These bast fibres can also be used: kenaf , urena , ramie , nettle. Wool comes from domesticated sheep. It forms two products, woolens and worsteds. The sheep has two sorts of wool and it is the inner coat that is used. This can be mixed with wool that has been recovered from rags. Shoddy is the term for recovered wool that is not matted, while mungo comes from felted wool.
The fleece is cut in one piece from the sheep. This is then skirted to remove the soiled wool, and baled. It is graded into long wool where the fibres can be up to 15 in, but anything over 2.
Fibres less than that form short wool and are described as clothing or carding wool. At the mill the wool is scoured in a detergent to remove grease the yolk and impurities. This is done mechanically in the opening machine. Vegetable matter can be removed chemically using sulphuric acid carbonising. Washing uses a solution of soap and sodium carbonate. The wool is oiled before carding or combing. The processes in silk production are similar to those of cotton but take account that reeled silk is a continuous fibre.
The terms used are different. Both wool and silk require farmland. Whereas silkworms require mulberry leaves, sheep eat grass, clover, forbs and other pasture plants. Sheep, like all ruminants emit CO2 via their digestive system. Synthetic fibres are the result of extensive development by scientists to improve upon the naturally occurring animal and plant fibres.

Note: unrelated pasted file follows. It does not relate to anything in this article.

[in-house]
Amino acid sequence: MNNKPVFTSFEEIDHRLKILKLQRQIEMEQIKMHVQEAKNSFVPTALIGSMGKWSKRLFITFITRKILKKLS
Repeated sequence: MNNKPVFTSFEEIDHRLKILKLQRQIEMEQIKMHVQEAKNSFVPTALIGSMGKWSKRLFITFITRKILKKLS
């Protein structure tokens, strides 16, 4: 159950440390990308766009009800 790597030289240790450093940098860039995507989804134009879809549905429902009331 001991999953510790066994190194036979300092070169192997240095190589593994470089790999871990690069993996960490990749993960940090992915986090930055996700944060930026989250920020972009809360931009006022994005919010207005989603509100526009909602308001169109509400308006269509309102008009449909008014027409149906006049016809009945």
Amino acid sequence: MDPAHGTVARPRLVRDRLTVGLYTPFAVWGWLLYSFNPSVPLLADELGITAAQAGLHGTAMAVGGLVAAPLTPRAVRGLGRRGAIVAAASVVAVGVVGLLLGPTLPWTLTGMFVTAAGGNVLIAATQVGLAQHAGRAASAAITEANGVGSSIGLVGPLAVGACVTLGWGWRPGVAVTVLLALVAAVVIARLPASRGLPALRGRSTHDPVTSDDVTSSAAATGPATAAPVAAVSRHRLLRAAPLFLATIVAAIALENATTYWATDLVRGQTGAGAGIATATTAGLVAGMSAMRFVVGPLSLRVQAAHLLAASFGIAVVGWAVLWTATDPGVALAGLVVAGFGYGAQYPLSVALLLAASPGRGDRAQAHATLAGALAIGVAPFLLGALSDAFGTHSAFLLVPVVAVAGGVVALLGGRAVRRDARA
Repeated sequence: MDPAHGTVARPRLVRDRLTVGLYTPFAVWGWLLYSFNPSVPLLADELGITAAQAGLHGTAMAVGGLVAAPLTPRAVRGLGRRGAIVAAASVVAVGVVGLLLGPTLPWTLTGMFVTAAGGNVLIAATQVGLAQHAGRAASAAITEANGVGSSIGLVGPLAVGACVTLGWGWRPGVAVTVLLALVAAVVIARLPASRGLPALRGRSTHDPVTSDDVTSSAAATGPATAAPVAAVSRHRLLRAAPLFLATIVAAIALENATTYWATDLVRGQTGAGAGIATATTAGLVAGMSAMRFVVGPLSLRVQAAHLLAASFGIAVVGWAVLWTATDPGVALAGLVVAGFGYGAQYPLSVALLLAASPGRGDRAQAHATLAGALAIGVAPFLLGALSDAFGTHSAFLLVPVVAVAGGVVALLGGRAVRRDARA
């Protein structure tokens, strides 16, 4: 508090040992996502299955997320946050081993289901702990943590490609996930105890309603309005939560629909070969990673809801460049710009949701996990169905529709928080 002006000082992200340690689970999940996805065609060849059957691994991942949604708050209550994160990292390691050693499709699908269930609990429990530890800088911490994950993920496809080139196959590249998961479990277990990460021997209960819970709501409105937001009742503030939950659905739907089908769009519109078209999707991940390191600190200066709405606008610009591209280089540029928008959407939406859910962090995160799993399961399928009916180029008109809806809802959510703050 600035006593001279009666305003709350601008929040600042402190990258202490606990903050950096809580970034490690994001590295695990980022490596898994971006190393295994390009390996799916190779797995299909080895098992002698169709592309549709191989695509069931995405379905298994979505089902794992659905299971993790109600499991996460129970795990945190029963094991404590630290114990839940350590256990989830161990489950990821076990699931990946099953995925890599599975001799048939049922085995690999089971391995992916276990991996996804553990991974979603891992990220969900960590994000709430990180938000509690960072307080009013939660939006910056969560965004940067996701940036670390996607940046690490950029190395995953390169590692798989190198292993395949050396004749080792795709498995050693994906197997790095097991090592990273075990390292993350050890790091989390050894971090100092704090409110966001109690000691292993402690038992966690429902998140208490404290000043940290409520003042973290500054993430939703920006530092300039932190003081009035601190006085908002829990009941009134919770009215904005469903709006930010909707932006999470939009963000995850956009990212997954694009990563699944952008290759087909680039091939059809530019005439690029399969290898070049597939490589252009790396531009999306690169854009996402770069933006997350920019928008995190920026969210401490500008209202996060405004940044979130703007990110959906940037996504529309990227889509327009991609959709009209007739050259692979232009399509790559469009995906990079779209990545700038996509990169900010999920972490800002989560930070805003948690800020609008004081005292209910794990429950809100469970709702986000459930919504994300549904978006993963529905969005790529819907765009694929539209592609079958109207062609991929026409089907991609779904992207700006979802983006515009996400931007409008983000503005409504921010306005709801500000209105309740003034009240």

In general, synthetic fibres are created by forcing, or extruding , fibre forming materials through holes called spinnerets into the air, thus forming a thread.
Before synthetic fibres were developed, cellulose fibres were made from natural cellulose , which comes from plants. The first artificial fibre, known as art silk from onwards, became known as viscose around , and finally rayon in A similar product known as cellulose acetate was discovered in Rayon and acetate are both artificial fibres, but not truly synthetic, being made from wood. Although these artificial fibres were discovered in the mid-nineteenth century, successful modern manufacture began much later in the s.
Nylon , the first synthetic fibre, made its debut in the United States as a replacement for silk , and was used for parachutes and other military uses. The techniques used to process these fibres in yarn are essentially the same as with natural fibres, modifications have to be made as these fibres are of great length, and have no texture such as the scales in cotton and wool that aid meshing.
Unlike natural fibres, produced by plants, animals or insects, synthetic fibres are made from fossil fuels , and thus require no farmland. From Wikipedia, the free encyclopedia. Main article: Textile manufacturing by pre-industrial methods. Main article: Textile manufacture during the British Industrial Revolution.
Main article: Carding.
Textile manufacturing is a major industry. It is based on the conversion of fibre into yarn , yarn into fabric. These are then dyed or printed, fabricated into clothes. Different types of fibres are used to produce yarn.
Move over cotton, hello hemp
Natural and organic fibers become more and more popular these years. Most of the people come to realize that nature, soft and healthy are the most important things of the textile. Hemp fiber is naturally one of the most environmentally friendly fibers and also the oldest. The Columbia history of the world states that the oldest relics of human industry are bits of Hemp fabric discovered in tombs dating back to approximately B. Hemp is called a fiber of hundred uses. The significance of Hemp to the economic and day to day lives of our ancestors is increasingly being recognized. It was important for textile, paper, rope and oil production.